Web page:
If you want a rider and dont want to restore you should buy one that's already been done or the best you can find / afford. But if you intend to restore, bikes like the one above that go for peanuts are the perfect choice.

I have a bunch of examples I could post but I dont want to step all over the OP's thread. I look forward to seeing his project unfold.
 

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Discussion Starter #9
After what really did seem an age, and two broken delivery promises, the bike finally turned up. Not having a connected front brake, added a little fun into getting it out of the van. However accident free I got it straight into into my new workshop space, so I could spend a little time sitting on a seat that coordinated with the tank, check it out, surveying the bike. First impressions weren't too bad, I didn't spot anything that gave me more concern, than I already had. If anything it seemed a little better than I expected, but my expectations weren't that high.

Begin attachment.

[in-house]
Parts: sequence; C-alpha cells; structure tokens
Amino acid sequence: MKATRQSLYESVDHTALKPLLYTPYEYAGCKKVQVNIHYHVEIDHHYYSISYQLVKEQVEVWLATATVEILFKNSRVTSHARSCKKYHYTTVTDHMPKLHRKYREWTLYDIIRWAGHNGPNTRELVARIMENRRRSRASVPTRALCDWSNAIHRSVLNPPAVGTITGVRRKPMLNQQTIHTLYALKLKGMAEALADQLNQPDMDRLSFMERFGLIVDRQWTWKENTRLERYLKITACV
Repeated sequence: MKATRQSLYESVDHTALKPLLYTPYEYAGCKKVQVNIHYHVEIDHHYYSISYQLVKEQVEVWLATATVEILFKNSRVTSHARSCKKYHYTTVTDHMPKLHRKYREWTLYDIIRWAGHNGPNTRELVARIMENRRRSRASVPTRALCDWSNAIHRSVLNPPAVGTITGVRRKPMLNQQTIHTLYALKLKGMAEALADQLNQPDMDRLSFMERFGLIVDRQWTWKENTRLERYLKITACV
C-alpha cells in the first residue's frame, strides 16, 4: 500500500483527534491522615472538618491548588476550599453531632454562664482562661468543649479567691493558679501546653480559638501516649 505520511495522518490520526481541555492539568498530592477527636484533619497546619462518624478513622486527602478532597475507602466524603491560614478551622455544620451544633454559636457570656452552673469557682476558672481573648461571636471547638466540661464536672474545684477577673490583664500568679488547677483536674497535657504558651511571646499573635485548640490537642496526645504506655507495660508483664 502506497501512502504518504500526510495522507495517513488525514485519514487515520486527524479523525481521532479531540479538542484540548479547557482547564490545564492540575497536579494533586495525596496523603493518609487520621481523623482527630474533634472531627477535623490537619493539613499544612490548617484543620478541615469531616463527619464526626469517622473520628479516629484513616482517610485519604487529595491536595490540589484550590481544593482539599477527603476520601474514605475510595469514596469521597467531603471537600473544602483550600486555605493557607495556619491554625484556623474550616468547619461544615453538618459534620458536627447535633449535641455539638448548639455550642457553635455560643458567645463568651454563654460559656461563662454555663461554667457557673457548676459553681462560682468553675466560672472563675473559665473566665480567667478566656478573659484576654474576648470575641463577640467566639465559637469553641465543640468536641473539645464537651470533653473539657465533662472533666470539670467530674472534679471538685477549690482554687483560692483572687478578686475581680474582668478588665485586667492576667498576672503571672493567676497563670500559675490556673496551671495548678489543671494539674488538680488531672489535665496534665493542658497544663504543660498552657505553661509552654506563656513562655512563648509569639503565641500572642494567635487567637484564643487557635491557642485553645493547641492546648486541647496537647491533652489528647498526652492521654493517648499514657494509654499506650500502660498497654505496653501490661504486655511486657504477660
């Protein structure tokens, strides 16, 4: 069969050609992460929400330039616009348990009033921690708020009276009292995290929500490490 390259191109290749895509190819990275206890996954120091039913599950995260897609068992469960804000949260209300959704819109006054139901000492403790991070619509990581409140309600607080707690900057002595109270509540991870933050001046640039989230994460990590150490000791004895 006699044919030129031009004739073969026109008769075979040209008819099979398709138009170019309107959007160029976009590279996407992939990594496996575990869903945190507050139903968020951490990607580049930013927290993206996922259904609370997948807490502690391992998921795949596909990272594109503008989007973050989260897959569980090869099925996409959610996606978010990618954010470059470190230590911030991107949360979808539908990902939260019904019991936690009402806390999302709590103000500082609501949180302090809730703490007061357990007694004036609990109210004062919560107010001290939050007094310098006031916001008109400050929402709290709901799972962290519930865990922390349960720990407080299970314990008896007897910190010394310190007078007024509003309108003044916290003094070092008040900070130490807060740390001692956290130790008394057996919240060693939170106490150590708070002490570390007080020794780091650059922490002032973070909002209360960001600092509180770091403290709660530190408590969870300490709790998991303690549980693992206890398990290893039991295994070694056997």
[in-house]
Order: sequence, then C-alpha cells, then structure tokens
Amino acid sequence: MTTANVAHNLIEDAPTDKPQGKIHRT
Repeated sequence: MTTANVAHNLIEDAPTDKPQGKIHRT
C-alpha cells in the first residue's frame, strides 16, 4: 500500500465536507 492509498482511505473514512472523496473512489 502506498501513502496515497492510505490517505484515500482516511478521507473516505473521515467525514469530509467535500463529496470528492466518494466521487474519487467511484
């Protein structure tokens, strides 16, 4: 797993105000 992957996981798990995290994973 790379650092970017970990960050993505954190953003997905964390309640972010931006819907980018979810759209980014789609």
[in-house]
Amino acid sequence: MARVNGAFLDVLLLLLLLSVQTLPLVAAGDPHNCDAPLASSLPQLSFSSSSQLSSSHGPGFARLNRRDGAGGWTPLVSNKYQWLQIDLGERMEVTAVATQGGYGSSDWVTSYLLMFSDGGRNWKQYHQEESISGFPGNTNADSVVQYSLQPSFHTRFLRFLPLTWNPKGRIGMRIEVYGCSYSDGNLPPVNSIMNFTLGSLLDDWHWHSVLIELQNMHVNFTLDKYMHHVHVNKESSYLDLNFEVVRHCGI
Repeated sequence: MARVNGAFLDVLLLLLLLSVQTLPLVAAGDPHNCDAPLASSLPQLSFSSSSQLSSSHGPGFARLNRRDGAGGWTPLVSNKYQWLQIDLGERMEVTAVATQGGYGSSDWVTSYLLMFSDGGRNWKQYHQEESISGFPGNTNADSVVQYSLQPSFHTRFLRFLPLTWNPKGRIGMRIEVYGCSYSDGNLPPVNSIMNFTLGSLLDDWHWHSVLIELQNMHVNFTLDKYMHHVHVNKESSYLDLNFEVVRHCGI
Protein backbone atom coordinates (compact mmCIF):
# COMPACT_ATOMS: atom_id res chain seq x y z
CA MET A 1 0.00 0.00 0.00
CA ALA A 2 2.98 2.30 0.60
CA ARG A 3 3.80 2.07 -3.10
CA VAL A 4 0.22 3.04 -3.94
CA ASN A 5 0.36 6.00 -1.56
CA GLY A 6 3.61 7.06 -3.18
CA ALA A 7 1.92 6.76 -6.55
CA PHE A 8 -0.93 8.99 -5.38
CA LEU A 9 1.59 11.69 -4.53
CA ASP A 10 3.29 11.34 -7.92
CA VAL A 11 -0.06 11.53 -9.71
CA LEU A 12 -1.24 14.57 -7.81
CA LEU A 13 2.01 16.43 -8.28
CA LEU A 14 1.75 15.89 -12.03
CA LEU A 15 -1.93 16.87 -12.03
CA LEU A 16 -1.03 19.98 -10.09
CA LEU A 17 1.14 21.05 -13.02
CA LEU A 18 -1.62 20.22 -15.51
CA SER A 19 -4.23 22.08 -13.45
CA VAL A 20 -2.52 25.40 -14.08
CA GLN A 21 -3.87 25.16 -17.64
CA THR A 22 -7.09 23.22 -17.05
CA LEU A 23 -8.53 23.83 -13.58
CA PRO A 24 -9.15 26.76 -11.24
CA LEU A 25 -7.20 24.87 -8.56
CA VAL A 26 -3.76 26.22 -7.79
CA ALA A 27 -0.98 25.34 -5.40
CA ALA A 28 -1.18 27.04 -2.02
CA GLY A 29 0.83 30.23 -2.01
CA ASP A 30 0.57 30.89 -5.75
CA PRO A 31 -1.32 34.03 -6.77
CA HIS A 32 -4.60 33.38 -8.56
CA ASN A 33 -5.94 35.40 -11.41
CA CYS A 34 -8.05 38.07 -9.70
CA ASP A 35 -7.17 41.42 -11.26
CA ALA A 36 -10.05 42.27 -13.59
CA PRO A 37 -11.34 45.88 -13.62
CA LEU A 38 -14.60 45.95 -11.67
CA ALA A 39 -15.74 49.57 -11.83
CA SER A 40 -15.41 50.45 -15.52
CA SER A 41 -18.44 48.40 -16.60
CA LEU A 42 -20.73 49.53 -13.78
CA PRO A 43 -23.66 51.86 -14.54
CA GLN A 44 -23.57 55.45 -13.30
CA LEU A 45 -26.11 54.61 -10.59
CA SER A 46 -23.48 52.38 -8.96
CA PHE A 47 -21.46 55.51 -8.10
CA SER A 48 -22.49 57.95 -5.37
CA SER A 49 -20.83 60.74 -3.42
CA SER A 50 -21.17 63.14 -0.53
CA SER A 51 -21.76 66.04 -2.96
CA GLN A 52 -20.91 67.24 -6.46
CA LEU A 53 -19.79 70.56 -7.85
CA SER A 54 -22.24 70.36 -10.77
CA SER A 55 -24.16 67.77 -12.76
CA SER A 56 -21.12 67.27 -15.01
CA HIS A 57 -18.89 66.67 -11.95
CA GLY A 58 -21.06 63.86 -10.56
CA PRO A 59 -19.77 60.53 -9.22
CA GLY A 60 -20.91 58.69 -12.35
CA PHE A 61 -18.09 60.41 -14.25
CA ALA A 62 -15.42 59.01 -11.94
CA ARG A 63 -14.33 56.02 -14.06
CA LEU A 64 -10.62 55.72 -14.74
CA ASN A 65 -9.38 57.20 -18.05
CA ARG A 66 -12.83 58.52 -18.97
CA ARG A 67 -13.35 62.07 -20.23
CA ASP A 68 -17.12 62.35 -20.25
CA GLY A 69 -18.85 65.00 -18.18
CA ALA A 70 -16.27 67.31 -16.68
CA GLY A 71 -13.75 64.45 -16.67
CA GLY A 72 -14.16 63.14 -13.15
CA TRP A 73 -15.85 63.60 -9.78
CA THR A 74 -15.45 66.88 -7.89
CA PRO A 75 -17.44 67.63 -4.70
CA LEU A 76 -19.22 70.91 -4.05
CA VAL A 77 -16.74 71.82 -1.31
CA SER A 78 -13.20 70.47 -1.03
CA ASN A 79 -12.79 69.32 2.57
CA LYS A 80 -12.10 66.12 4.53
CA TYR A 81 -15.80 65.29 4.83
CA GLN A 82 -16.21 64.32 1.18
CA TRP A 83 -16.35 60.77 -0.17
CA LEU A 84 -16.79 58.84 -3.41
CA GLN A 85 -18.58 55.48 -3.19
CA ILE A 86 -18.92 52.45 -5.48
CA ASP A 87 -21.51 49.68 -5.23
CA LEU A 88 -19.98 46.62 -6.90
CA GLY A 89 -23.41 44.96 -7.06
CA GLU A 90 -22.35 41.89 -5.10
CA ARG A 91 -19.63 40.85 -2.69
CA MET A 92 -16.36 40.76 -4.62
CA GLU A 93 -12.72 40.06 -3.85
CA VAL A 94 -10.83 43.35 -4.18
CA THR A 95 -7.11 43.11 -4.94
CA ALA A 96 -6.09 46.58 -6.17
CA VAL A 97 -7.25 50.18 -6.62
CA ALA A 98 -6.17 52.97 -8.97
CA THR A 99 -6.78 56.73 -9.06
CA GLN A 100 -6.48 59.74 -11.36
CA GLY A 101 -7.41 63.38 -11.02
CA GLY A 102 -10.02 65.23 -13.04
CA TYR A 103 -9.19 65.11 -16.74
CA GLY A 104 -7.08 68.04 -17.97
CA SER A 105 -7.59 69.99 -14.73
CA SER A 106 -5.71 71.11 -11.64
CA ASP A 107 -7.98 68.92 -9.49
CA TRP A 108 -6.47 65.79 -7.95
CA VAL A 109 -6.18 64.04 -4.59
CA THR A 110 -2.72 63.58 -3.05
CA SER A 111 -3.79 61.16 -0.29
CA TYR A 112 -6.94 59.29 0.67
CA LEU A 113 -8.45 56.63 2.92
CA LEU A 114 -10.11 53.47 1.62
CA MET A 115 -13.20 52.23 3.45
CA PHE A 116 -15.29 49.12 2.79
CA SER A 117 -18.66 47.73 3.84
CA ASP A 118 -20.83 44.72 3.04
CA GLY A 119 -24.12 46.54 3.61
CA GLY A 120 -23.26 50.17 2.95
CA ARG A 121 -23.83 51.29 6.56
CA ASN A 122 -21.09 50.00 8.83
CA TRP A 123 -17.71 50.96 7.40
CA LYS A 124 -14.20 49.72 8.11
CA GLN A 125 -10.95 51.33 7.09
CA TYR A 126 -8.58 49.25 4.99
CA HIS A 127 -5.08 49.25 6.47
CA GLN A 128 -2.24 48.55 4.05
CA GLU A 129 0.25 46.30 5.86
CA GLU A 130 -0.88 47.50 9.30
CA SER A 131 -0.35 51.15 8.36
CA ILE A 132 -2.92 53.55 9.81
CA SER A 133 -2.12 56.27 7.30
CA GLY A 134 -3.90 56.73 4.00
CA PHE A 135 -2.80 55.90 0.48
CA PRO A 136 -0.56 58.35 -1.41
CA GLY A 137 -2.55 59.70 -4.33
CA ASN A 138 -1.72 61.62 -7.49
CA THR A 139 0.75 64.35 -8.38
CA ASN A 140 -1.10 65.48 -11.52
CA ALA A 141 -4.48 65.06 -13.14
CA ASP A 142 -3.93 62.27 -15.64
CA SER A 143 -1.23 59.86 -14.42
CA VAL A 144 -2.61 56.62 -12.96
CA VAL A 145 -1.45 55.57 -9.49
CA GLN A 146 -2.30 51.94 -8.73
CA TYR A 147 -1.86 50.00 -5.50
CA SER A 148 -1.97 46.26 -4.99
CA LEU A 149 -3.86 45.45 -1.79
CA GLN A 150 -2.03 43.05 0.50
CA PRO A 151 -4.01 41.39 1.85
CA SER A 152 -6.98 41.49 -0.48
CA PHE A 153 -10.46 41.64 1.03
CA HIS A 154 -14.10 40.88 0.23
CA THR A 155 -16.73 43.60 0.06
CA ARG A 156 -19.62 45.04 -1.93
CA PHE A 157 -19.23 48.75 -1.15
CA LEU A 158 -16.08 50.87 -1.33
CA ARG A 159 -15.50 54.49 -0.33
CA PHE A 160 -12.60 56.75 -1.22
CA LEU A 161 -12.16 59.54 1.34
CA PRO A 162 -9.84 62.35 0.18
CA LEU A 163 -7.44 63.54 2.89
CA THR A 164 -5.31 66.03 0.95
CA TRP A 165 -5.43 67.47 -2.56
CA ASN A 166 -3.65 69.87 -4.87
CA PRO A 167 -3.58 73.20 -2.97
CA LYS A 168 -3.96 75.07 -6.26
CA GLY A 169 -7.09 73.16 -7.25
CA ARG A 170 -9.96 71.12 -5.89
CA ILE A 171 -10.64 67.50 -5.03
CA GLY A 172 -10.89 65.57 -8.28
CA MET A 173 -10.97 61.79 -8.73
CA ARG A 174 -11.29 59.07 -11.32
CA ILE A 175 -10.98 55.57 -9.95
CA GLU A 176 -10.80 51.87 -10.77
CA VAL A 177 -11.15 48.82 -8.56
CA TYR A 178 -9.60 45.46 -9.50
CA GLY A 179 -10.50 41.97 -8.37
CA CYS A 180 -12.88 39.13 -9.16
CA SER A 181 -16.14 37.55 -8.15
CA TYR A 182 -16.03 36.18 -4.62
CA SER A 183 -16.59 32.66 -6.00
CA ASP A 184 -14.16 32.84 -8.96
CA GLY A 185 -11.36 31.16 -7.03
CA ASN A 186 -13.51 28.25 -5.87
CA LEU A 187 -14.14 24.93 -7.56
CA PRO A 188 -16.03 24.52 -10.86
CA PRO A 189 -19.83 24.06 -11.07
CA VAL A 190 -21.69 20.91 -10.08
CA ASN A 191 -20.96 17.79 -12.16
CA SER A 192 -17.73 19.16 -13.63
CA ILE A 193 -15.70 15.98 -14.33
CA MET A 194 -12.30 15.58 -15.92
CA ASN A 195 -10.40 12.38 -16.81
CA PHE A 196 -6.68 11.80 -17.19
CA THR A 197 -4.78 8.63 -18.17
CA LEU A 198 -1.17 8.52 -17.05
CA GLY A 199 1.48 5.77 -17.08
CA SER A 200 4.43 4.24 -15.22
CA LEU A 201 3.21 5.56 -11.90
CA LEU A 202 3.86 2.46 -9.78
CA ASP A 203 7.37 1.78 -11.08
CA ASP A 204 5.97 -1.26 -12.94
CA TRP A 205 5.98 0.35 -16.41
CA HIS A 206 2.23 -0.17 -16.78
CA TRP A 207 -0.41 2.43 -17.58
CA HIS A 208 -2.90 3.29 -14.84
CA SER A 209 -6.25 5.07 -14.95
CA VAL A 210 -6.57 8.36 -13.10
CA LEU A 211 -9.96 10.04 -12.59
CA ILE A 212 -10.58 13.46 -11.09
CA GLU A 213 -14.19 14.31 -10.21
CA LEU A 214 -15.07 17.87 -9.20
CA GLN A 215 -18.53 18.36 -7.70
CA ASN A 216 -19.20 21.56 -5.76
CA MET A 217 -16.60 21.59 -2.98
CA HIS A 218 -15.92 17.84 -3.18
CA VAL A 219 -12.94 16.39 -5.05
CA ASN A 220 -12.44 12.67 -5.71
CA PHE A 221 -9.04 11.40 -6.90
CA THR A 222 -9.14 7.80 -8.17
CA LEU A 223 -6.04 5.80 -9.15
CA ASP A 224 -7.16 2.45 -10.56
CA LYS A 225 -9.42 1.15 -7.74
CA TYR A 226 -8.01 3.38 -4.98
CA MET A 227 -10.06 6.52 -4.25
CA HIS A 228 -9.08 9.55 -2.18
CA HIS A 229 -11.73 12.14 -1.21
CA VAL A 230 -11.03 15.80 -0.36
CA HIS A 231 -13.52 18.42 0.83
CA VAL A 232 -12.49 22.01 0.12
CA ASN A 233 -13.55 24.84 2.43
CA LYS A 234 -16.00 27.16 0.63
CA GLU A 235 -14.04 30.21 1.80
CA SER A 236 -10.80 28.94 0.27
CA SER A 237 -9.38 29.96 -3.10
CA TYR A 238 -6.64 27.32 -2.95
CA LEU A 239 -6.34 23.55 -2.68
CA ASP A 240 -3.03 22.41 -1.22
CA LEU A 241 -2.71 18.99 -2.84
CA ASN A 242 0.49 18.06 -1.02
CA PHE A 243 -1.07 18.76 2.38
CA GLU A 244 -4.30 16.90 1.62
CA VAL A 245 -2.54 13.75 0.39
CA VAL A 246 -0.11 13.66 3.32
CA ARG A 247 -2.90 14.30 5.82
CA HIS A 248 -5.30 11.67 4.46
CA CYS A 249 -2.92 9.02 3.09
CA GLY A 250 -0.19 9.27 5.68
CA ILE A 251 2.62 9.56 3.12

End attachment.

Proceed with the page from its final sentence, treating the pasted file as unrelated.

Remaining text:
I then took photos of everything I could from a number of angles so that I had some reference of what I am starting with. Although I didn't intend to restore it back to the Captain America look it had now, I thought it best to have something to remind me how some of the parts fitted together when it arrived. I then roped in my young niece to squirt WD 40 on everything that looked like a nut or a screw. Took her a while, but she did a good job.